It’s not about jumping around the energy levels too much like up, down, up, down. It should be organic or steady.
Telling a Story With a DJ Set
There are no certain rights or wrongs with DJ sets, and they will vary depending on the genre or event you are playing.
It’s all about taking the crowd on a musical journey and telling a story through the DJ mix. Ups and downs and twists and turns. A good DJ set finds a groove in some emotional pathway in your brain and takes it for a ride so that playing the tunes separately, or even changing the order, could never do.
The way one tune blends into another should add something to both tracks and necessarily make a whole new track for the transition period.
A DJ mix that tells a story (even in an abstract sense) through controlling energy and creating good cultural references is one of the most crucial elements of DJing.
For example, Daft Punk from the early days (1997 Essential mix) and Jeff Mills are exceptional at this. I would even argue that Above & Beyond and old Skream do this successfully. Also, check out the old Larry Levian mixing. He was the master of this.
Old Bangers With Different BPM in Sets
I want to hear both tracks and curation; after all, you can’t have one without another.
I want the artist to teach me something, amaze me, and pull out a 15-year-old track I’ve never heard.
It usually makes a lot of sense to add to a set a few throwback tunes. That gives your mixing a special touch, as well as giving your audience that nostalgia-high.
Or, when DJs include a few tracks that are half or double their primary BPM. Grouping those into sub-crates for fast access makes sure they don’t clutter up their playlist.
As long as the genre’s changes are fluid and not random, that will be an enormous plus.
If the Set Doesn’t Include a Lot of the Top 40 Songs
Okay, this is a bit personal and very subjective, but let me explain…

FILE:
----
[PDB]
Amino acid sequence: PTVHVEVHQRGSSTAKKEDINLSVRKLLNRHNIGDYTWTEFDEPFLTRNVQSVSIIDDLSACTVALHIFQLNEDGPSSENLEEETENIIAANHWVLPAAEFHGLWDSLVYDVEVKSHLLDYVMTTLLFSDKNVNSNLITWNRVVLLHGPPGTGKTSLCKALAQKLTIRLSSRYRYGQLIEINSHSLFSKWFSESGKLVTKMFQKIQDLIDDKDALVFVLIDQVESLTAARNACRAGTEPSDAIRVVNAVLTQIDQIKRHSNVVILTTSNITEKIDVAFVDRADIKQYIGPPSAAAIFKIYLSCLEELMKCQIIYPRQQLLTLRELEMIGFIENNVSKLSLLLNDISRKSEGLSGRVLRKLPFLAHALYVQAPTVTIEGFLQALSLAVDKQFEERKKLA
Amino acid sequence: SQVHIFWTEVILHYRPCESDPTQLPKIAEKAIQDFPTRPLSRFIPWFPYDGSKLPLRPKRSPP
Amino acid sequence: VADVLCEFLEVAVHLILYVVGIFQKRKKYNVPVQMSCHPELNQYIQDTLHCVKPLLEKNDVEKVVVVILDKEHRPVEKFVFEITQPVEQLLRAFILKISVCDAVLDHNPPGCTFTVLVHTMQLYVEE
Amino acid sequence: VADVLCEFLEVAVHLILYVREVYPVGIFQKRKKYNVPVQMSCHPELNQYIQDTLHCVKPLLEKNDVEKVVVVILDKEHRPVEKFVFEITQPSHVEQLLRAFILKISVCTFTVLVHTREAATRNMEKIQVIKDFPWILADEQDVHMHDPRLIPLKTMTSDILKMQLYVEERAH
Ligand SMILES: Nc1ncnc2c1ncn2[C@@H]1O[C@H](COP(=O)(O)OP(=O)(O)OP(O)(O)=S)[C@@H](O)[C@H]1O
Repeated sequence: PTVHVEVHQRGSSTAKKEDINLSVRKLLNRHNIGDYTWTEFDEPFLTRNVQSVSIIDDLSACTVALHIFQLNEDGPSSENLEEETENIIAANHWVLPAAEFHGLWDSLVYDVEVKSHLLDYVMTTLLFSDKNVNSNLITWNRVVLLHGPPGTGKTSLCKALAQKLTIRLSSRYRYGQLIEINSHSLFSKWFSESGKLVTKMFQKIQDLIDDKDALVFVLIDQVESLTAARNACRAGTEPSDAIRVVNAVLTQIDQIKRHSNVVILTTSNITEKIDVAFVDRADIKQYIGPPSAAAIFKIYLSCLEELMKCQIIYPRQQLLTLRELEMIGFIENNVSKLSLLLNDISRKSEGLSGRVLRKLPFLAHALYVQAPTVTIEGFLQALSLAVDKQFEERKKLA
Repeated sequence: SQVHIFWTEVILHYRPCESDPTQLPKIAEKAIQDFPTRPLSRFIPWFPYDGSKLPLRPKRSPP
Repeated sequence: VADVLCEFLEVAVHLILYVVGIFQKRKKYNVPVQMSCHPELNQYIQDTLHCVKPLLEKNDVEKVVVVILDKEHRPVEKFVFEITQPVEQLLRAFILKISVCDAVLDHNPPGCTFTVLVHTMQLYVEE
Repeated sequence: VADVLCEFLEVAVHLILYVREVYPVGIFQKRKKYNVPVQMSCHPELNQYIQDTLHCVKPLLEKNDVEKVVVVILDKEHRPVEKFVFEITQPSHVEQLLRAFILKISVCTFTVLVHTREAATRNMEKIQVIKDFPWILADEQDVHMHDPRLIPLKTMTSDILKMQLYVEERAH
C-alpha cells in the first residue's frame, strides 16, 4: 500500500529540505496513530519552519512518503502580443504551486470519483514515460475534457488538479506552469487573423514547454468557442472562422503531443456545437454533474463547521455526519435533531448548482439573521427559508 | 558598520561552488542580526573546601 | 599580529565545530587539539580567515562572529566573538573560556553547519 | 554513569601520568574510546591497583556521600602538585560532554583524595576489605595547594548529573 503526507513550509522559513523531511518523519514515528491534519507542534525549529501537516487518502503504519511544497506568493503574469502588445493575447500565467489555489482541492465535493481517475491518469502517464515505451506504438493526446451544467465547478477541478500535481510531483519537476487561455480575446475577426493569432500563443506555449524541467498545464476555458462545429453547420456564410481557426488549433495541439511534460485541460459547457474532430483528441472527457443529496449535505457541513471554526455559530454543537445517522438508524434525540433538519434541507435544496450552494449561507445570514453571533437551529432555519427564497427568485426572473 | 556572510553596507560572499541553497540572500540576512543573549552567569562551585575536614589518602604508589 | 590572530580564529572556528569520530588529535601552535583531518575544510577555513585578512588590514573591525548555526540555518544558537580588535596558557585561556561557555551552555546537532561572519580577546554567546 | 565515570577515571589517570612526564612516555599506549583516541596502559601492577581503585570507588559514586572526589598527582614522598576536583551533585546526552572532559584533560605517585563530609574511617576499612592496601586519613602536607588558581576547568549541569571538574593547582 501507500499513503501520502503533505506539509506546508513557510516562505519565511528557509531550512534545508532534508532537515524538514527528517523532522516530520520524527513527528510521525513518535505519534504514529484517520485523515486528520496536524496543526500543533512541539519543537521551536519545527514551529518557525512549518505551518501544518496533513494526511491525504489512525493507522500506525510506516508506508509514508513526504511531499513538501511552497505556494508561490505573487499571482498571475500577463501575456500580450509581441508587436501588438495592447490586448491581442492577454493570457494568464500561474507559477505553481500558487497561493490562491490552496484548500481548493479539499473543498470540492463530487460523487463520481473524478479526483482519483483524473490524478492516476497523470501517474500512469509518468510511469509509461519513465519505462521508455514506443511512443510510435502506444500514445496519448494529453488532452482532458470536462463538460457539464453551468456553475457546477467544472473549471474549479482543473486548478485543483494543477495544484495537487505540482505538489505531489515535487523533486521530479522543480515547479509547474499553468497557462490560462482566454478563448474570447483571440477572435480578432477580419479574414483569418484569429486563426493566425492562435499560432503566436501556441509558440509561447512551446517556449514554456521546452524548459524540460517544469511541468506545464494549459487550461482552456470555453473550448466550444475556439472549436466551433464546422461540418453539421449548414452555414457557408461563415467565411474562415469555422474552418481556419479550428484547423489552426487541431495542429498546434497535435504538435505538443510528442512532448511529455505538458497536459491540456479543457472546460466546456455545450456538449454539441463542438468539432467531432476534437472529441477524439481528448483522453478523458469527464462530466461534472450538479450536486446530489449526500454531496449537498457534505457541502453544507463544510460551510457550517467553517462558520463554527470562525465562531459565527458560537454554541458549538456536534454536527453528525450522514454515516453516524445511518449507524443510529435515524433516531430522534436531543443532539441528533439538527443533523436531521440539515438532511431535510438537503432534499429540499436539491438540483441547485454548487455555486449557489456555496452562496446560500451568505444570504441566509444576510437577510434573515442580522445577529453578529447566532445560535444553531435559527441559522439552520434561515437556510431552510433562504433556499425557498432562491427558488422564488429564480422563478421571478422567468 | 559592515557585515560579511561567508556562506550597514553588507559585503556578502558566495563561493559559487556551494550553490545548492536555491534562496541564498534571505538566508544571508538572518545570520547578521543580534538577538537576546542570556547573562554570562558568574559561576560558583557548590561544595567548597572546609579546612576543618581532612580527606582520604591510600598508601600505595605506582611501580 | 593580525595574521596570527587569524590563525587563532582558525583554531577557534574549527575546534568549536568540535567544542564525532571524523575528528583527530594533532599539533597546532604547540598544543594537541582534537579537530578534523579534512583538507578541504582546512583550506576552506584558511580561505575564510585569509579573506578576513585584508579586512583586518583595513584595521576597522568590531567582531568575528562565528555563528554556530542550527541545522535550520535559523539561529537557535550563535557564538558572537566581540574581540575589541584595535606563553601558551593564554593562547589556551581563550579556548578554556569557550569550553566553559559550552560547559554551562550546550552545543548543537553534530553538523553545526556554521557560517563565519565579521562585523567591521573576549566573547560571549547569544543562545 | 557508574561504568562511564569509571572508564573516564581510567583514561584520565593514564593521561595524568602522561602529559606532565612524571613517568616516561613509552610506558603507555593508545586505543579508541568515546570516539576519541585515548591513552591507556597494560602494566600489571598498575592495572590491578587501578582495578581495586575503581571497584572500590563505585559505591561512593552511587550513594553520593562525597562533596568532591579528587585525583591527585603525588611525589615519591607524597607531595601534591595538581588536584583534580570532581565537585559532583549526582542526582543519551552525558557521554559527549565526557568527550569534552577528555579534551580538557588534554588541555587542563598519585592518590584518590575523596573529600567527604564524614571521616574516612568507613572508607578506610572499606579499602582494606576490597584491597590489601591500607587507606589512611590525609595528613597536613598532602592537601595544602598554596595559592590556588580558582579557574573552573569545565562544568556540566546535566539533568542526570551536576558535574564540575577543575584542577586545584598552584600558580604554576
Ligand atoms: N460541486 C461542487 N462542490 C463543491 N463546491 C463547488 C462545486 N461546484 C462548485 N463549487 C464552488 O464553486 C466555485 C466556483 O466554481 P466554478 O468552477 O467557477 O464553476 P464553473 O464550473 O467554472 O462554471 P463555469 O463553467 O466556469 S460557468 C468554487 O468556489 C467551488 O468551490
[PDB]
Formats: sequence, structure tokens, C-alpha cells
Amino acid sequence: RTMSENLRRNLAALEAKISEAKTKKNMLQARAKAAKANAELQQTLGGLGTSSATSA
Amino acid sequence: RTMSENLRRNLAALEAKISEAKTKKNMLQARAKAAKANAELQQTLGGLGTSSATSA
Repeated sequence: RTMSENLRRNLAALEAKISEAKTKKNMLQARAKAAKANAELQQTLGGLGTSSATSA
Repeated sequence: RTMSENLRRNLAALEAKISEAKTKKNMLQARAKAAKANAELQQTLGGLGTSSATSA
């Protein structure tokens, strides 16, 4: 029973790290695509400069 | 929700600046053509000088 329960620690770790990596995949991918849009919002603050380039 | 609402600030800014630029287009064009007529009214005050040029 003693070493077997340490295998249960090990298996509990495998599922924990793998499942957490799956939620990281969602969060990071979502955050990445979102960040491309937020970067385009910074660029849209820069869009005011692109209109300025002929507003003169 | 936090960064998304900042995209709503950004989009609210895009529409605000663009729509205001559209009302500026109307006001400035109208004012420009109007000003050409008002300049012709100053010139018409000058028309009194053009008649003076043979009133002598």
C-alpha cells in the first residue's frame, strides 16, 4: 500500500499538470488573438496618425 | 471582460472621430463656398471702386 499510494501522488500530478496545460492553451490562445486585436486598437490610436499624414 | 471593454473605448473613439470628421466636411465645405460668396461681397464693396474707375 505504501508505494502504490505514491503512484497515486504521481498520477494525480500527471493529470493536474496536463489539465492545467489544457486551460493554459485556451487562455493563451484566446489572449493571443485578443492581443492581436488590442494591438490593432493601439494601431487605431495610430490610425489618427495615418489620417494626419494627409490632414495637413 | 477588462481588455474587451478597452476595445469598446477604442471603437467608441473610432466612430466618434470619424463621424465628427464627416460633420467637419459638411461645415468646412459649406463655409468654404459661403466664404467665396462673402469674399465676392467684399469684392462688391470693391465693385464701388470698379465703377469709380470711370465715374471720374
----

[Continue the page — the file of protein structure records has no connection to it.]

Electronic music culture has always been a collective industry. It is as much about the creativity of the audience, as a genius. So DJing (“playing other people’s music”) has a subtly ideological dimension, too.
Why am I saying this? Because we need to support developing artists whenever we can. Even throwing even a few songs that we like into a set helps much. Even if you have a gig where the big boss orders you to spin only Top 40 tunes because the crowd loves it.
But I surely don’t mind if the DJ plays his or her big hits. Just needs to be moderate. I don’t think I’ve ever gone to see an artist demanding or even wishing to hear a specific track. But I assume that for a new generation, that may be strange.
Tunes have become extensions of a DJ/Producer’s brand, and they are supposed to be delivered in the set.
Energy, Connection Between the Crowd & DJ
The best way to maintain the prepared/on-the-fly balance is by following the people’s reactions. DJs need to be looking for tunes that get the dancefloor pumping. The key is staying on top of songs when you see souls start to fade.
Part of being a DJ is reading what state of mind the crowd is in and what they want. By putting themselves mentally with the crowd, DJs get a feeling of what’s going to work well.
It’s not about following the initial plan but having a strategy to avoid stage fear. That also helps to get back to the core theme if they feel they’re straying off track.
I like it when in a DJ set artist transfers energy by changing rhythms. If they’re playing a breakbeat set, delivering a four-on-the-floor track can increase the energy. As there are twice as many emphasized kicks, it looks like it’s more potent while having the same BPM.
Likewise, if a DJ is playing a house or techno set, a tune with many toms or a more bassline rhythm can transform the energy and draw the crowd’s awareness back to the beat and rhythm.
Using the energy levels of song selection can make or break the DJ set. That is a vital factor in keeping the audience engaged and is crucial to think about when planning. Not all forms work at all times.
Quick Tips for DJs
- Consider who’s going to be attending. What kind of vibe will be there? You might be performing a set within a particular genre, or a more event-based set for a wedding, birthday, or bar-mitzva.
That will assist you in narrowing your tune choices down to a selection that produces the right atmosphere. Part of building this vision is knowing your listeners. When you’re performing at a club, think about your time slot, where will the people be in their journey at the time?
- Allow yourself to be spontaneous. It’s crucial to identify the energy of your tracks. Energy relates to, but is not the same, as BPM and key. A Pop song and a smooth RnB song could have the same BPM and the corresponding key, but they will have mixed energy levels.
Acknowledge each tune’s energy and use it to your power to control the people’s highs and lows. If you’re playing from a high-energy track into a more chilled-out track, you’re breaking the vibe drastically, and you can lose it very quickly (and not in the way Fisher does, “I’m losing it”).